Monday, November 26, 2012


Mom's stroke woke up a lot of people. I don't guess I'd really ever known how many people really loved and respected my mom, but I should have. Mom was a high school math teacher for 30 years. Some of the people she'd worked with she'd worked with for decades.

 Around town, she'd taught generations of children. Some of the kids she met as teenagers later sent their own kids (and maybe once or twice, their grandchildren) to her classroom to learn quadratic equations and geometry, among other things.

Many of them remembered her long after they'd graduated. Every year or two mom would tell me about getting pulled over for speeding just outside of town (Pearisburg is kind of a speed trap). The cop was always someone she taught, who knew her name without ever looking at her driver's license. They always told  her, "Miss Lynch, please slow it down."

She never got a ticket.

Mom was a fixture at the high school. She chaperoned winter dances, sold tickets for football and basketball games and went to the prom more times than my sisters and myself combined (I sort of blew the curve on that. I skipped).

My mother was a cheerful club and activities booster, a begrudging, but faithful school bus monitor and a regular foil for whoever the principal was, but she was also one of the ladies called on when they needed food for a luncheon or a meeting. She was also quick to send flowers and make a casserole when somebody lost a husband, a wife or mother.

Her life wasn't entirely the school. She was president of the local Woman's Club, active with the town library board and dabbled with the local historical society. Since she retired, she'd been volunteering at the Senior Center, spent a lot of time assembling puzzles with widows 20 years her senior.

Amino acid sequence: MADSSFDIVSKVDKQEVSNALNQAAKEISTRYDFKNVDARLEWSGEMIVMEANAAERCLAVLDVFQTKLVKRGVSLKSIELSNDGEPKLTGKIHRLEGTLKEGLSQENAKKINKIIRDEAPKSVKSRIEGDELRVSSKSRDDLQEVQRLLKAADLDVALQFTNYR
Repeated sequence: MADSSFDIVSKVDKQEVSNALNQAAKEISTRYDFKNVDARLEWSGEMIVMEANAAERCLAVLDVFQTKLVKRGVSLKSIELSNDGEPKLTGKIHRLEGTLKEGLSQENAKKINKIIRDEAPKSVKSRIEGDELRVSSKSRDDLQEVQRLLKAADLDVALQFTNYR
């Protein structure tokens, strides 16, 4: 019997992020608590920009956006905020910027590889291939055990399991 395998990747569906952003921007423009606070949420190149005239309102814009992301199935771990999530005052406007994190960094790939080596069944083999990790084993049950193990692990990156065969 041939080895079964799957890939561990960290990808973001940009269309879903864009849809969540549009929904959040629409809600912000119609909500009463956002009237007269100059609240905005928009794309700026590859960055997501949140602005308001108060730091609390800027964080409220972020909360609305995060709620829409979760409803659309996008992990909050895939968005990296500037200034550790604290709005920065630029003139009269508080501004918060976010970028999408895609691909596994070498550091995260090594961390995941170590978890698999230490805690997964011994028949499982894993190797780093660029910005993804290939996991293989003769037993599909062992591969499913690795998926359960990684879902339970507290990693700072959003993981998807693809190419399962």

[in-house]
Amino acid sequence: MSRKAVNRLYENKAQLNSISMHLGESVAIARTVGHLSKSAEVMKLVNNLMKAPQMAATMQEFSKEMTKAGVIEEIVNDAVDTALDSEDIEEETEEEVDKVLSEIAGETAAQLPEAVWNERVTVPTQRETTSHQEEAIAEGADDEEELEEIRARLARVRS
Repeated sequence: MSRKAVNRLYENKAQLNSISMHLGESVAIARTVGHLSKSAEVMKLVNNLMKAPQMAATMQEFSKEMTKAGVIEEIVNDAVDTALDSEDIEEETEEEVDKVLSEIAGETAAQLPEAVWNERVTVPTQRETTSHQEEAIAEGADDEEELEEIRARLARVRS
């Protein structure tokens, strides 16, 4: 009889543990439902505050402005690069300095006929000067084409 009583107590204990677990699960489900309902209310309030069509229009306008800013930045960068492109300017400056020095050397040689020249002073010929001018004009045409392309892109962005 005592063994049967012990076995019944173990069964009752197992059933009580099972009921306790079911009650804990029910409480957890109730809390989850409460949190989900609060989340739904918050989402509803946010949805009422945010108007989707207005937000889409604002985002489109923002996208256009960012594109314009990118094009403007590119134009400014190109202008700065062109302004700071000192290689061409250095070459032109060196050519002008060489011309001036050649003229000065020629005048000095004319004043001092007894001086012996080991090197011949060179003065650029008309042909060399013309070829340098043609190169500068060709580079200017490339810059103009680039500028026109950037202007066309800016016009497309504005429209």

Support for Mom came pouring in, really. My sisters and I received emails and phone calls from people we probably hadn't spoken to in years. Within hours of her being admitted to the hospital, friends, colleagues and the occasional nemesis started coming by to check on her. Her room filled up with flowers, balloons and cards.

It was all very humbling and affirming: the love so many had for my mother.

It was also very sobering. I will never receive this kind of acceptance or affection. The career I've chosen doesn't lend itself to these kinds of attachments. The people I work with will mostly move along, take jobs in larger markets or else get out of the business entirely and try to make a living. Nothing feels permanent here.

Only a few of us will stay on for the long haul (if we're even allowed to) and we are by nature so scattered by our interests, ages and socioeconomic status. I work with a lot of strangers and I remember that writing is a solitary pursuit.

There is no extracting me from my occupation. The occupation is a vocation. I am a writer who works for a paper. If I were to give up "news" I'd be a writer who works at a convenience store or a writer who digs ditches for a living. 

To be a writer at all, you have to want to be alone more than other people. You have to like your own company.

And so I envied my mother for her friends and the well-wishers that rallied around her. I felt guilty, but not guilty enough to regret never having become a teacher. My mother has had, I think, a wonderful life. She's done much more than survived. She's thrived. I don't know that I would have.  

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